Volume 91, Issue 63
Wednesday, January 21, 1998
|ARTS AND ENTERTAINMENT
A Canadian cultural resurrection
NEXT WE'LL TRY THE TRIANGLE FORMATION. Clarissa Begin, Matt Austin Sadowski and Sandi Burges practice their gymnastics routine for the theatre production Murder Pattern.
By Viviane Kertesz
Playwright Herman Voaden had a vision and Christine Lacey is responsible for reminding us of his brilliance. Lacey is the student director of Murder Pattern, Voaden's acclaimed dramatic account of actual events that took place in 1905 near Haliburton, Ontario.
The play weaves a tale of human corruption in a rural Canadian community while following the development of suspected murderer Jack Davis. The process of life's trials, first psychological and later literal, is the recurring theme in Murder Pattern.
Although privy to witness the murder per se, the audience only learns of the circumstances surrounding the homicide by means of retrospective narrative glances. The events leading up to the murder are masterfully proposed; both townspeople and probable Thespian representatives of Jack Davis' conscience voice their suspicions about the assailant and the victim.
Jack Davis (Matt Austin Sadowski) sheds light on this aspect of the play's centre of gravity. He claims "the maze of life can lead you in the direction of being seen either as courageous or as a coward."
As director, Lacey has held fast to Voaden's distinctly nationalistic play in promoting what she purports to be the "sublime and terrifying, yet indifferent Canadian landscape." She ideally evokes the effect of nature's grandeur by means of a symbolic, minimalist set that no ornately decorated set could adequately replicate.
While Herman Voaden was a contemporary of world-renowned Canadian artists The Group of Seven, they were colleagues in pursuit of similar artistic representations. In his own right, Voaden is famous primarily for his innovative brand of theatre that is considered nothing less than consciously Canadian.
Lacey renews Voaden's trademark, an ingenious genre of theatre coined "symphonic expressionism," which is essentially the melding of various artistic media, including dance, visual components, music, and drama. The result is a symphony of expression that creates an impression unique to the genre. Lacey outlines the divergence between this dramatic mode and more straightforward, contemporary Canadian plays. "It is more abstract than the raw Canadian drama of today," she says.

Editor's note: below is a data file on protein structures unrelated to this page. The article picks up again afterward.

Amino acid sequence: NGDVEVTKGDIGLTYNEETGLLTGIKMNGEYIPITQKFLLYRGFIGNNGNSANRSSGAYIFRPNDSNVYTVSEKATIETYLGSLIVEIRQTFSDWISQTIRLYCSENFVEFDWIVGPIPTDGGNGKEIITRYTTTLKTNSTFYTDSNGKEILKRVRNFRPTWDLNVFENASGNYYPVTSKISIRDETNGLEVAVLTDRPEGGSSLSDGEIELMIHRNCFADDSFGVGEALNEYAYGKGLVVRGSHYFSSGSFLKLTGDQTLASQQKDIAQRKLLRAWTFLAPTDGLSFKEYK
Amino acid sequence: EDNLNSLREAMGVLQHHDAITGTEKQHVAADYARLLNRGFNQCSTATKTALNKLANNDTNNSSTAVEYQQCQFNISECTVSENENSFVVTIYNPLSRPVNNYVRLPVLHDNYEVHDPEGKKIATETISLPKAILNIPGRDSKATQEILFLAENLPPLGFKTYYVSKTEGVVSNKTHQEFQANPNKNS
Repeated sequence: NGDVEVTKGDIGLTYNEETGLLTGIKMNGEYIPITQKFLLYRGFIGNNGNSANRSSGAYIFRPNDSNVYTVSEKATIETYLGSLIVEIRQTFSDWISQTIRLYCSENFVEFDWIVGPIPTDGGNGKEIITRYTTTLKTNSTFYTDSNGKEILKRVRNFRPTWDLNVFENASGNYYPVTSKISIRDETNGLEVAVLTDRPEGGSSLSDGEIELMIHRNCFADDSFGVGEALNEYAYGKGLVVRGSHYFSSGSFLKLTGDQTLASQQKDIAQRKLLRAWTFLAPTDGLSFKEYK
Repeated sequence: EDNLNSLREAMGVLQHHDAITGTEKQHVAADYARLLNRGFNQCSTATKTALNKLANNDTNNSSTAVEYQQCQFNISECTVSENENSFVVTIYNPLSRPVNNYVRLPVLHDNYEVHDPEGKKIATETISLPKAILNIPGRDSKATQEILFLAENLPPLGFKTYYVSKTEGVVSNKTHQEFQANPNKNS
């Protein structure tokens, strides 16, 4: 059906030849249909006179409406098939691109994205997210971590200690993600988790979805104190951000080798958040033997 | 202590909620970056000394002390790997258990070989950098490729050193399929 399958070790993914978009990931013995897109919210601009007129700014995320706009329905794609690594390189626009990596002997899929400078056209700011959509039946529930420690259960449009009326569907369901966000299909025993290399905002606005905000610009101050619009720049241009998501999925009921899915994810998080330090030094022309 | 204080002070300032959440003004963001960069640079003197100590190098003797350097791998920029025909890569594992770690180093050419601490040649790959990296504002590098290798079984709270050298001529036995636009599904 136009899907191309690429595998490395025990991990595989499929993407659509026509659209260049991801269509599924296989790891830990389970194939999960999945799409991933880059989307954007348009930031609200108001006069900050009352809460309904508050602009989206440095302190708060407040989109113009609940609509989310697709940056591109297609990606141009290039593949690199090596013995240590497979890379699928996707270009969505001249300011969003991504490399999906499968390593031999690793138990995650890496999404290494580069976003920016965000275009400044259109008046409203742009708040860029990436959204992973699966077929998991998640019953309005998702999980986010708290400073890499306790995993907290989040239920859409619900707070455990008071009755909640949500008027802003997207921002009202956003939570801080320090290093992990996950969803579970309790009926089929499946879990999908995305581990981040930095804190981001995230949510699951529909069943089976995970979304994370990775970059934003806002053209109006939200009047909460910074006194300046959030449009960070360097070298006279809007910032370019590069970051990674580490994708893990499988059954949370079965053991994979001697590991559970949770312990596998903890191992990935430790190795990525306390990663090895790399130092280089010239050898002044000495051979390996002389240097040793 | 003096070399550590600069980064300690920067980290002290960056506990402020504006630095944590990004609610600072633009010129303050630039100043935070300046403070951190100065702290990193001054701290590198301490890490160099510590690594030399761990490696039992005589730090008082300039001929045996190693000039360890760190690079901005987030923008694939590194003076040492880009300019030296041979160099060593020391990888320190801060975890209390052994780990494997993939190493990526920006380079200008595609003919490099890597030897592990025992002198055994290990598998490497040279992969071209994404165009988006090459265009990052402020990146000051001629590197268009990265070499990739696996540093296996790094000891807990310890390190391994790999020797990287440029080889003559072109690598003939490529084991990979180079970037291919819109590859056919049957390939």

The slide presentation of work by The Group of Seven which introduces the play, suggests Lacey successfully incorporates multiple media and has thus revived the concept of Voaden's innovation in her production of Murder Pattern. Whereas Lacey adheres to the content of the original script, she does take a few directorial liberties in terms of the play's production. Some characters perform multiple roles, which works well in conjunction with the fluidity of movement of a play boasting no notable scene division.
But Lacey's real directorial coup is to preserve the play's chronology while manipulating its temporal setting so as to appeal to a modern audience. In an effort to bridge the gap between story and spectator, Lacey allows only the day and month of each event in the narrative to be revealed, while consistently omitting the designation of year. "I wanted it to be timeless," Lacey says, illustrating while murder may not be en vogue, it truly is in season.
Murder Pattern runs Jan. 20-24, at 8 p.m. in the Drama Workshop, Rm. 224 of University College. Tickets are available at Infosource in the UCC ($5 for students and seniors and $7 for adults).
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Copyright © The Gazette 1998